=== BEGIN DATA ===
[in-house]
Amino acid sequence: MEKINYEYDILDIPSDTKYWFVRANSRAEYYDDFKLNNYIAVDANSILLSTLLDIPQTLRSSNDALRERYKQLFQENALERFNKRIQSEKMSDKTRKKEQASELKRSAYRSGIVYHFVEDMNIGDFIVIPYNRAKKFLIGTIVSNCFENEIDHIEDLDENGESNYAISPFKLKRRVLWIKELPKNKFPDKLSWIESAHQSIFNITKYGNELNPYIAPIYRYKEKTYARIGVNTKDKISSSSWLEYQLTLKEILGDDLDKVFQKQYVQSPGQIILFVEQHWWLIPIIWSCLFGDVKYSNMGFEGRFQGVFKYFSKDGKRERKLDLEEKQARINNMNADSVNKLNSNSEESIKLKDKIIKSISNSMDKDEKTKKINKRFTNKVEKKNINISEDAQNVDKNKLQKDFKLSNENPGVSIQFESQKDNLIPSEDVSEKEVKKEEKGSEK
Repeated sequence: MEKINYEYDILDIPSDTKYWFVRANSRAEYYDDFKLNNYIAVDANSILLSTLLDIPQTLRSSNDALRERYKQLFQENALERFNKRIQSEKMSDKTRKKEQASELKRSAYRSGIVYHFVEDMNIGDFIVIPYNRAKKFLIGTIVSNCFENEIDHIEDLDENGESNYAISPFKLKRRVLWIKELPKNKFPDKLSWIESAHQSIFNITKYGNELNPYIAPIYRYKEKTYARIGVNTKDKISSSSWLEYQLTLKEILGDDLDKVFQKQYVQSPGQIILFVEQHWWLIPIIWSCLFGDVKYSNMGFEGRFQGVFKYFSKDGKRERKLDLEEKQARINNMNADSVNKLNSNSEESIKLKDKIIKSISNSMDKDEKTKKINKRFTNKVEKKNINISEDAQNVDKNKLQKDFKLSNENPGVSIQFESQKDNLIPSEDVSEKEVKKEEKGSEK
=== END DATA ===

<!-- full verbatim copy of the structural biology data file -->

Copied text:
[in-house]
Amino acid sequence: MEKINYEYDILDIPSDTKYWFVRANSRAEYYDDFKLNNYIAVDANSILLSTLLDIPQTLRSSNDALRERYKQLFQENALERFNKRIQSEKMSDKTRKKEQASELKRSAYRSGIVYHFVEDMNIGDFIVIPYNRAKKFLIGTIVSNCFENEIDHIEDLDENGESNYAISPFKLKRRVLWIKELPKNKFPDKLSWIESAHQSIFNITKYGNELNPYIAPIYRYKEKTYARIGVNTKDKISSSSWLEYQLTLKEILGDDLDKVFQKQYVQSPGQIILFVEQHWWLIPIIWSCLFGDVKYSNMGFEGRFQGVFKYFSKDGKRERKLDLEEKQARINNMNADSVNKLNSNSEESIKLKDKIIKSISNSMDKDEKTKKINKRFTNKVEKKNINISEDAQNVDKNKLQKDFKLSNENPGVSIQFESQKDNLIPSEDVSEKEVKKEEKGSEK
Repeated sequence: MEKINYEYDILDIPSDTKYWFVRANSRAEYYDDFKLNNYIAVDANSILLSTLLDIPQTLRSSNDALRERYKQLFQENALERFNKRIQSEKMSDKTRKKEQASELKRSAYRSGIVYHFVEDMNIGDFIVIPYNRAKKFLIGTIVSNCFENEIDHIEDLDENGESNYAISPFKLKRRVLWIKELPKNKFPDKLSWIESAHQSIFNITKYGNELNPYIAPIYRYKEKTYARIGVNTKDKISSSSWLEYQLTLKEILGDDLDKVFQKQYVQSPGQIILFVEQHWWLIPIIWSCLFGDVKYSNMGFEGRFQGVFKYFSKDGKRERKLDLEEKQARINNMNADSVNKLNSNSEESIKLKDKIIKSISNSMDKDEKTKKINKRFTNKVEKKNINISEDAQNVDKNKLQKDFKLSNENPGVSIQFESQKDNLIPSEDVSEKEVKKEEKGSEK